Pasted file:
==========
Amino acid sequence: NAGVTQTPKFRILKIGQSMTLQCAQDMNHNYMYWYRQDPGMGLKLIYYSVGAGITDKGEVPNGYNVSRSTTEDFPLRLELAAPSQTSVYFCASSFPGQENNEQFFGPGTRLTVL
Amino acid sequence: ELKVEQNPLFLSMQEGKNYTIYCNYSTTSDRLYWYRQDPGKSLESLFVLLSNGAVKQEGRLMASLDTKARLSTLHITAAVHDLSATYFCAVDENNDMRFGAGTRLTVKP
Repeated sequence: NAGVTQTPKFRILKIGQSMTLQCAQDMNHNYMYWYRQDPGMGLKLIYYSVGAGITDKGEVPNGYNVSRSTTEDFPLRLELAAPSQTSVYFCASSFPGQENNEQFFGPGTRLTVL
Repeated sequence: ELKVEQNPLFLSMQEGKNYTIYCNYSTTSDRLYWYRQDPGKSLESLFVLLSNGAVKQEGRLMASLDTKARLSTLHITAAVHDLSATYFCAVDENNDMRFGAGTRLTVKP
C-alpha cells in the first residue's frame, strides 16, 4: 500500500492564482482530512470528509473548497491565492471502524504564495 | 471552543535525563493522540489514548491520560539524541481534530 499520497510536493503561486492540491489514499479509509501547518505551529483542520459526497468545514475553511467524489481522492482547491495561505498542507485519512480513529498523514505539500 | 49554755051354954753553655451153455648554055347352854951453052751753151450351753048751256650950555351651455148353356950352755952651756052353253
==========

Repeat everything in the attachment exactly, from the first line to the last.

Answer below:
Amino acid sequence: NAGVTQTPKFRILKIGQSMTLQCAQDMNHNYMYWYRQDPGMGLKLIYYSVGAGITDKGEVPNGYNVSRSTTEDFPLRLELAAPSQTSVYFCASSFPGQENNEQFFGPGTRLTVL
Amino acid sequence: ELKVEQNPLFLSMQEGKNYTIYCNYSTTSDRLYWYRQDPGKSLESLFVLLSNGAVKQEGRLMASLDTKARLSTLHITAAVHDLSATYFCAVDENNDMRFGAGTRLTVKP
Repeated sequence: NAGVTQTPKFRILKIGQSMTLQCAQDMNHNYMYWYRQDPGMGLKLIYYSVGAGITDKGEVPNGYNVSRSTTEDFPLRLELAAPSQTSVYFCASSFPGQENNEQFFGPGTRLTVL
Repeated sequence: ELKVEQNPLFLSMQEGKNYTIYCNYSTTSDRLYWYRQDPGKSLESLFVLLSNGAVKQEGRLMASLDTKARLSTLHITAAVHDLSATYFCAVDENNDMRFGAGTRLTVKP
C-alpha cells in the first residue's frame, strides 16, 4: 500500500492564482482530512470528509473548497491565492471502524504564495 | 471552543535525563493522540489514548491520560539524541481534530 499520497510536493503561486492540491489514499479509509501547518505551529483542520459526497468545514475553511467524489481522492482547491495561505498542507485519512480513529498523514505539500 | 49554755051354954753553655451153455648554055347352854951453052751753151450351753048751256650950555351651455148353356950352755952651756052353253